I commiserated with him and told him that I’d research the type of chemo his father was on and see if the side effects could be causing some of his functional disability. It was tempting to assure his son that these side effects of treatment are likely transient and that, in the interim, he might try to gradually increase his activity levels by joining a gym and exercising in small bouts until he feels better….Safe Generic Advice???
How wrong I would have been! Thankfully, I stopped in my tracks as a good Samaritan after his son sent me this information.
- The diagnosis was apparently advanced disease given the nature and indications for use of the type of chemotherapy prescribed. The treatment was only indicated for patients in whom all other types of chemo had failed or were contraindicated and designed to slow the disease process down…not cure it.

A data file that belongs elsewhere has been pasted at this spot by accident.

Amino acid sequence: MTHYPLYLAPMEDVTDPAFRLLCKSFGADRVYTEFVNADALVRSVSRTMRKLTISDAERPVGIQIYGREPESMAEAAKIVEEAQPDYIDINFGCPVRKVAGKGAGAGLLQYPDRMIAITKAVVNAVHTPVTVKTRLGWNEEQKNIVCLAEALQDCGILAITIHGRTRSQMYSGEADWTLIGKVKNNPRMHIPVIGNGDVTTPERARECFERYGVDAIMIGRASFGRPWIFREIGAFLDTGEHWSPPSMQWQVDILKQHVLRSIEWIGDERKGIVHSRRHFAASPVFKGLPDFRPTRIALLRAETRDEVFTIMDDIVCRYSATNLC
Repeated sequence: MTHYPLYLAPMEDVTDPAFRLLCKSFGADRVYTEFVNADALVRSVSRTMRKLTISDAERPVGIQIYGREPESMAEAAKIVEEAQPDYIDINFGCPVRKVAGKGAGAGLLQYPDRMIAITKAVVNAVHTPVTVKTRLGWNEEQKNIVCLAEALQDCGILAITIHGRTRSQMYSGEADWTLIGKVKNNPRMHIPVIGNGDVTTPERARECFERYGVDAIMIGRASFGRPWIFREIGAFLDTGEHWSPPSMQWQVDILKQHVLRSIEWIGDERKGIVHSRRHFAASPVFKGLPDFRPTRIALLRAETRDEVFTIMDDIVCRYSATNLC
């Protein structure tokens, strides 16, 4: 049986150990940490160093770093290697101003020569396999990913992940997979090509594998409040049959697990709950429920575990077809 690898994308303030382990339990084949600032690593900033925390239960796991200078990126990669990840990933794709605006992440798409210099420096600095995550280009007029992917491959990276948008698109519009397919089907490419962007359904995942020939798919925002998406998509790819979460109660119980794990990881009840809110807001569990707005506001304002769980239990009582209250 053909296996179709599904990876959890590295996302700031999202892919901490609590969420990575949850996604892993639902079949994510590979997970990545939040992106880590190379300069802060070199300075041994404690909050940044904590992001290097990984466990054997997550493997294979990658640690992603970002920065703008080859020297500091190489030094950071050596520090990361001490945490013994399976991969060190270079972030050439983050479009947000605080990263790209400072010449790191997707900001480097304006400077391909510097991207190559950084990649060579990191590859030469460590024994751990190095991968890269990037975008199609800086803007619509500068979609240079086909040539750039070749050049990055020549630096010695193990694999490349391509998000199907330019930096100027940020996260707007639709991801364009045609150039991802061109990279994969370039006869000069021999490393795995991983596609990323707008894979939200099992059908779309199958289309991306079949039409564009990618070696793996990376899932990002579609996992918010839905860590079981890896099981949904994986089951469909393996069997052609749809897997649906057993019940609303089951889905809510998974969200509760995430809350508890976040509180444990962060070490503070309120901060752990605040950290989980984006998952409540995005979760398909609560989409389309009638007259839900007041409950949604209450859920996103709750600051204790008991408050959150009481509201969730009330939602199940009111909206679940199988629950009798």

- His father had preexistent heart disease at age 73 for which he was extensively medicated.
- The chemo his father was receiving was highly cardiotoxic
- His heart rate at rest was 110 and skyrocketed as soon as he stood up. Shortness of breath was constant.
- His feet were constantly numb and he was losing his balance regularly and this was a common adverse reaction to the chemotherapy
Having received this information, I was certainly reluctant to intervene without consulting his medical team but nonetheless suggested that I do a formal consult. But my concerns about being “out of the medical loop” continued to haunt me.
Another case in point was that of a young neighbor (45years old) who had completed her chemotherapy 3 years ago and wanted to know if her recently developed thoracic and low back pain were just the result of a lack of exercise.